‘Liberians are ready for peace’
December 1, 2005
Church members in Liberia said that they were “disheartened” byprotests and threats of violence after the November runoff election forthe country’s presidency.
“Because of the latest political development, economic hardship hasengulfed the city,” said Washington Yan-whea, youth minister for theWest Point Church of Christ in the capital, Monrovia. “Transportationcost has heightened to the extent that common people are walking to goto their various homes outside of Monrovia.”
Churches are hopeful that an upcoming nationwide crusade will helprestore hope for the future in this West African country, recoveringfrom 14 years of civil war, Yan-whea said.
Liberians went to the polls Oct. 11 to choose from a list of 22candidates for the country’s presidency. The election, supervised by alarge force of United Nations troops, led to a runoff between the toptwo vote-getters, Ellen Johnson-Sirleaf and George Weah.
Weah, an international soccer star and a national hero among Liberia’syouth, received the most votes in the Oct. 11 election, but securedonly 40.6 percent of the runoff vote, compared to Johnson-Sirleaf’s59.4 percent. Supporters of Weah alleged that ballot boxes were stuffedwith fraudulent votes for Johnson-Sirleaf although internationalobservers said the election was fair.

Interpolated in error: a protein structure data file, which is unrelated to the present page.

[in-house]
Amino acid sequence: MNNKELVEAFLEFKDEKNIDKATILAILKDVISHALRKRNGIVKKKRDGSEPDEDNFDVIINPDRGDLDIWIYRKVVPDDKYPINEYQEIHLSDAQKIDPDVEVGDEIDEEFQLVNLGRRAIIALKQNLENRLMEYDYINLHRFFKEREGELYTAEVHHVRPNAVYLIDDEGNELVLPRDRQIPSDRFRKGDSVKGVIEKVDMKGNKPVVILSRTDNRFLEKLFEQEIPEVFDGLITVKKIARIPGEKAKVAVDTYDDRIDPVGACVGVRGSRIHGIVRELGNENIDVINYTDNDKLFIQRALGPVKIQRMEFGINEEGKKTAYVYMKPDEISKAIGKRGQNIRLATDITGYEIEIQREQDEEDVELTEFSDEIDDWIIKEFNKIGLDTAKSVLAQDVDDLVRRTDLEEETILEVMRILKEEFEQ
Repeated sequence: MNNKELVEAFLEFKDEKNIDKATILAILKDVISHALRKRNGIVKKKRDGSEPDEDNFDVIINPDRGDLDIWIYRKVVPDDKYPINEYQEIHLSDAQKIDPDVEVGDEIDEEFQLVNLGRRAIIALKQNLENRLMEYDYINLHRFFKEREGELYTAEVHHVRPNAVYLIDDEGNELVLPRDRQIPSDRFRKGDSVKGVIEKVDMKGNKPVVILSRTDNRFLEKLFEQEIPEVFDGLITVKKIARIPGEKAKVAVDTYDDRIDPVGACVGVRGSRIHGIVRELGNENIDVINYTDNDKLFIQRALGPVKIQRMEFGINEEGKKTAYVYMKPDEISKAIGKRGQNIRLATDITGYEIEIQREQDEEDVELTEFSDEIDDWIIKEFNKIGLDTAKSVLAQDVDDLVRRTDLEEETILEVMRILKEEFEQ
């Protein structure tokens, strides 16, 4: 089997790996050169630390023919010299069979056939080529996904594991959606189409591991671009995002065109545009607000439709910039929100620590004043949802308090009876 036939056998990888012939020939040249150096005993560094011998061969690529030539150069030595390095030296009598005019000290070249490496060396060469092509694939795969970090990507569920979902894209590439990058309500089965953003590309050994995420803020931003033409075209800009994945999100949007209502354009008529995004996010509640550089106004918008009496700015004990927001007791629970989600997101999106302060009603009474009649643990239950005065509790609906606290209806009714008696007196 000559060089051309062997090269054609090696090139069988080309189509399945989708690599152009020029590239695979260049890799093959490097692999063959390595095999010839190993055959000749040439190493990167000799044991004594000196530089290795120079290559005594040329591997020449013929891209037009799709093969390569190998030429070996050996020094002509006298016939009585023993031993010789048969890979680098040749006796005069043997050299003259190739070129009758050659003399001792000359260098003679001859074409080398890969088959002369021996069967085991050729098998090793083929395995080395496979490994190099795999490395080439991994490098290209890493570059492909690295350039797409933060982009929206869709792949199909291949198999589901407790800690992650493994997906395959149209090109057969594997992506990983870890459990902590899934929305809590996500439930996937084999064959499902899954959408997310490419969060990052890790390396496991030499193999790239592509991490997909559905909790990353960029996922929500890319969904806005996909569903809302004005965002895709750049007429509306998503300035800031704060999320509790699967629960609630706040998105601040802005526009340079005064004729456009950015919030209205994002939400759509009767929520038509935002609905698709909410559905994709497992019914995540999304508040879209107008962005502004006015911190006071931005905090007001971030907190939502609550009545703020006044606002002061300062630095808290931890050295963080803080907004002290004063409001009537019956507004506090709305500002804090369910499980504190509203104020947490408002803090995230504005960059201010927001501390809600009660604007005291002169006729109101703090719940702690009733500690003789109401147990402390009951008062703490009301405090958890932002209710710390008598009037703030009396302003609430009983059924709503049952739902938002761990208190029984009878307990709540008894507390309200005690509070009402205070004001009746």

“The alleged election fraud … is the central theme of discussion on every street corner in Monrovia,” Yan-whea said.
Weah called for another election and urged his supporters to remaincalm. Nonetheless, some of them took to the streets, chanting “No Weah,no peace.” The United Nations responded by banning protest rallies asit began the investigation into the accusations.
“Many Liberians, including the church, are against George’s decision,”said George Tengbeh, minister for the Weala Church of Christ, nearMonrovia. “There is not one person in the church that wants (a)re-election. Liberians are ready for peace and do not want to go backto war.”
Martha J. Pyne, a longtime church member in Monrovia, said she isconcerned that, if violence resulted from the election, theinternational community could withdraw from Liberia and the countrycould descend into another armed conflict.
The civil war, which began in the late 1980s, claimed more than 200,000lives in Liberia. Churches lost ministers and members in the fighting,and many were scattered throughout the region. Today many continue tolive in refugee camps in nearby countries, including Ghana. Churchmembers in Ghana have ministered among the refugees and establishedchurches in some of the camps.
More than 2,000 church members are expected to attend a Nov. 28crusade, Yan-whea said, including Ron Pottburg of Cedar Park,Texas-based World Bible School and Ken Bolden of West Monroe, La.-basedWorld Radio. Both ministries have an office in Monrovia. Isaac Daye, aminister in the nearby Gambia, also is scheduled to participate.
“Liberians are anxiously waiting for Jehovah God’s intervention into the alleged voter fraud,” Yan-whea said.